Joe Galvin

Registered with Property118.com
Tuesday 1st December 2015


Latest Comments

Total Number of Property118 Comments: 19

Joe Galvin

11:36 AM, 29th September 2016, About 5 years ago

Clause 24 response from Tim Loughton MP

Reply to the comment left by "Old Mrs Landlord" at "29/09/2016 - 07:28":

It has already started I have a colleague from EE and they are already struggling to find replacements for their HMO - first time in a decade. They've actually ended up handing in their notice and as they cant afford to rent alone more likely than not they will leave UK too.

In 2008 all currencies bottomed but now it's different, it is only the GBP so they are better off moving to continental eu + it is much closer to their home land too. So don't have high hopes of rent raises - at least in the SE - in my example above their landlord will be happy to find another tenant...... Read More

Joe Galvin

0:03 AM, 29th September 2016, About 5 years ago

Clause 24 response from Tim Loughton MP

Reply to the comment left by "Jon Pipllman" at "28/09/2016 - 23:01":

As Jon perfectly pointed out suddenly the whole western world have started on high prices and investment money and more likely than not this will go on for a quite long time.

The chance of further capital gains and policies supporting io landlords is very low, the only thing future will bring is more tightening. I wouldn't be surprised if BoE would now think about how to phase out interest only mortgages over a few years time and force everyone on repayment mortgages.

Yes, evictions might hurt, but for every tenant evicted there is going to be an empty house with a mortgage needing another tenant. As most landlords are not affected that much by the changes they are not forced to raise rents. If you raise rents too aggressively you might find no takers or - what is even worse - overextended tenants might just show their middle fingers, default on rent and wait for the bailiffs.

Also a LOT of the tenants in SE and London are immigrants from Europe with zero chance of buying here + plans of going back at some point, so they are prepared to move back to their countries on a short notice. A lot of them will do this anyway when GBP goes south after triggering article 50.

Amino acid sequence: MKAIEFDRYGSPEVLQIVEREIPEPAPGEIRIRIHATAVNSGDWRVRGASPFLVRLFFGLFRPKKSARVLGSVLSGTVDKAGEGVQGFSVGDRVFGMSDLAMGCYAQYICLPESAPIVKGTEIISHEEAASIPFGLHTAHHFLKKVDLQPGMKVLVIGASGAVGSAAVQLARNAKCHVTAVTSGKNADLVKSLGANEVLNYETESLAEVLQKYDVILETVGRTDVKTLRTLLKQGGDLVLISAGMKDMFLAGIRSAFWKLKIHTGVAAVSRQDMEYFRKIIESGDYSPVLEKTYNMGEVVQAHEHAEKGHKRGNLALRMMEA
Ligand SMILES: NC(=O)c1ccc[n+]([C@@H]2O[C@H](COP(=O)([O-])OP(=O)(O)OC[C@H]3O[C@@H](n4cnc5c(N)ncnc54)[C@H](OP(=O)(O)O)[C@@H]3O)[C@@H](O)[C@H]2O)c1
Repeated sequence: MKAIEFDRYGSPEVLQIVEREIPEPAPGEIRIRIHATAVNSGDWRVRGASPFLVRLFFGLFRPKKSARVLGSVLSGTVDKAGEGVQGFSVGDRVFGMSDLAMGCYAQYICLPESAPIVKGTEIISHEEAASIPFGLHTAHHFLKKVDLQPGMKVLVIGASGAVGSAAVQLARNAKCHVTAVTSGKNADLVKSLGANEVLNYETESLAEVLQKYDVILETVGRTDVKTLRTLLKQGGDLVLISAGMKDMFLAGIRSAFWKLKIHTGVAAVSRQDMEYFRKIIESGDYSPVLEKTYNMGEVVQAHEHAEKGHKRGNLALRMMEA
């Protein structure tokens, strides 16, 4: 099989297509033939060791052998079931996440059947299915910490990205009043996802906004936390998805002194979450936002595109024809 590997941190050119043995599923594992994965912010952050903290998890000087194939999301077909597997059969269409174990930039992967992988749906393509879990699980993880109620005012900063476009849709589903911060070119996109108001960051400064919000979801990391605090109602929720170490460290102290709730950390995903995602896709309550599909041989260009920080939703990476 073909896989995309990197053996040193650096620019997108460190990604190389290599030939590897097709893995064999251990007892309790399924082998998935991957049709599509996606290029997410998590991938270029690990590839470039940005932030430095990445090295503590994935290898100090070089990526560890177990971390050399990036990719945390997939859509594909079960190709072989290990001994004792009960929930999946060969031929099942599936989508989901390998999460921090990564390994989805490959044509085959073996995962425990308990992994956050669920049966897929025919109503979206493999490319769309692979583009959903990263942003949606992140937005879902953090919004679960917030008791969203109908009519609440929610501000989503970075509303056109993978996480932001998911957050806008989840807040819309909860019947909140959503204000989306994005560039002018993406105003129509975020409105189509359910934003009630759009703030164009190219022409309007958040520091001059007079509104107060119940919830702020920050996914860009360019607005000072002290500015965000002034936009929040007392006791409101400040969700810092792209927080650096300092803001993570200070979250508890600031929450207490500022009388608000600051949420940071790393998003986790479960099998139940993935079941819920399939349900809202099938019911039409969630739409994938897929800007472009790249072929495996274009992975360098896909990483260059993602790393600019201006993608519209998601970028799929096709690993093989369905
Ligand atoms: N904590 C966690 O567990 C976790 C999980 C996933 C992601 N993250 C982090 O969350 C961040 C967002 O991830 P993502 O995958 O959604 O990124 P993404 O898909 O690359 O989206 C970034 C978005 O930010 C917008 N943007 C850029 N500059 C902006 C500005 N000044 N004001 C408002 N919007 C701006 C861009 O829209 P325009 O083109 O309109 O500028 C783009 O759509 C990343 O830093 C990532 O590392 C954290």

The game is over.... Read More

Joe Galvin

9:56 AM, 9th December 2015, About 6 years ago

Summer Budget 2015 - Landlords Reactions

Reply to the comment left by "Gordon Comstock" at "08/12/2015 - 18:26":

I totally agree with everything you said.

Also while US gun lobby has hundreds of millions supporters, btl in uk have maybe a few tens of thousands.... Read More

Joe Galvin

9:33 AM, 9th December 2015, About 6 years ago

Summer Budget 2015 - Landlords Reactions

Reply to the comment left by "Joe Galvin" at "08/12/2015 - 18:11":

Saying that it almost looks like to me that he is preparing to clamp down on btl.

Now he forces everyone into "safe" limited companies (and makes a bit of a money in the process), then he is free to do whatever he wants, he can tax btl to death, or he can lower house prices in order to win the next elections.... Read More

Joe Galvin

18:11 PM, 8th December 2015, About 6 years ago

Summer Budget 2015 - Landlords Reactions

Reply to the comment left by "Ros ." at "08/12/2015 - 17:48":

I've already explained it in a different thread.

First reason is that all incorporated business MUST HAVE proper accountig system in place, they cannot avoid this, while the average joe buying a house is not forced to do proper accounting. I think georgie does not like the idea of someone potentially having millions of business assets with no proper accounting in place.

Second reason is that if you are incorporated there is a sharp division between your personal and your business assets, and when it all goes wrong, you won't be evicted from your main residence - only business assets will be taken, so next time george won't have to pay billions for bailouts.

Also it is easier to regulate companies, I mean if a company gets a fine, the public does not cares, if it cannot pay or does not want to pay it will be liquidated, but if the average joe gets a fine and he cannot pay, his personal assets would be at risk, so stricter regulations could be quite unpopular as they would end up in evictions.

I think these are GO's main reasons.... Read More